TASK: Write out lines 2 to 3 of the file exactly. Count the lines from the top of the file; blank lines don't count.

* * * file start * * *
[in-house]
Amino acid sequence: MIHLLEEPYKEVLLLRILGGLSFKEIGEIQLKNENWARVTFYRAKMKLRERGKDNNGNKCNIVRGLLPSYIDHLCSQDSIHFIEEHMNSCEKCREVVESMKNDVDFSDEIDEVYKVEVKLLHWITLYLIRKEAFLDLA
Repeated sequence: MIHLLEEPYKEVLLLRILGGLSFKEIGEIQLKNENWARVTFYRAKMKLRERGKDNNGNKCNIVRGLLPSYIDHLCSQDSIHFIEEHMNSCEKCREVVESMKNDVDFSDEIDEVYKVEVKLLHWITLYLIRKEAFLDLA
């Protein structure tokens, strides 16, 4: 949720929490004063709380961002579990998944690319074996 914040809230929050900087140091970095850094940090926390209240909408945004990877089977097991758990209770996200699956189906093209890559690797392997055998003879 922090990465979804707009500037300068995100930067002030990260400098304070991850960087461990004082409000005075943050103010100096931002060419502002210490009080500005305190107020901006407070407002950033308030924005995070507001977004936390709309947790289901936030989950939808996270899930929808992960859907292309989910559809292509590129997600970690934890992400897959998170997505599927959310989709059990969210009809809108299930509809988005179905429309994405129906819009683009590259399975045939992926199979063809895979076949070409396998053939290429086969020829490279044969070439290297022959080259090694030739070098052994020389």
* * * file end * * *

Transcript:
Amino acid sequence: MIHLLEEPYKEVLLLRILGGLSFKEIGEIQLKNENWARVTFYRAKMKLRERGKDNNGNKCNIVRGLLPSYIDHLCSQDSIHFIEEHMNSCEKCREVVESMKNDVDFSDEIDEVYKVEVKLLHWITLYLIRKEAFLDLA
Repeated sequence: MIHLLEEPYKEVLLLRILGGLSFKEIGEIQLKNENWARVTFYRAKMKLRERGKDNNGNKCNIVRGLLPSYIDHLCSQDSIHFIEEHMNSCEKCREVVESMKNDVDFSDEIDEVYKVEVKLLHWITLYLIRKEAFLDLA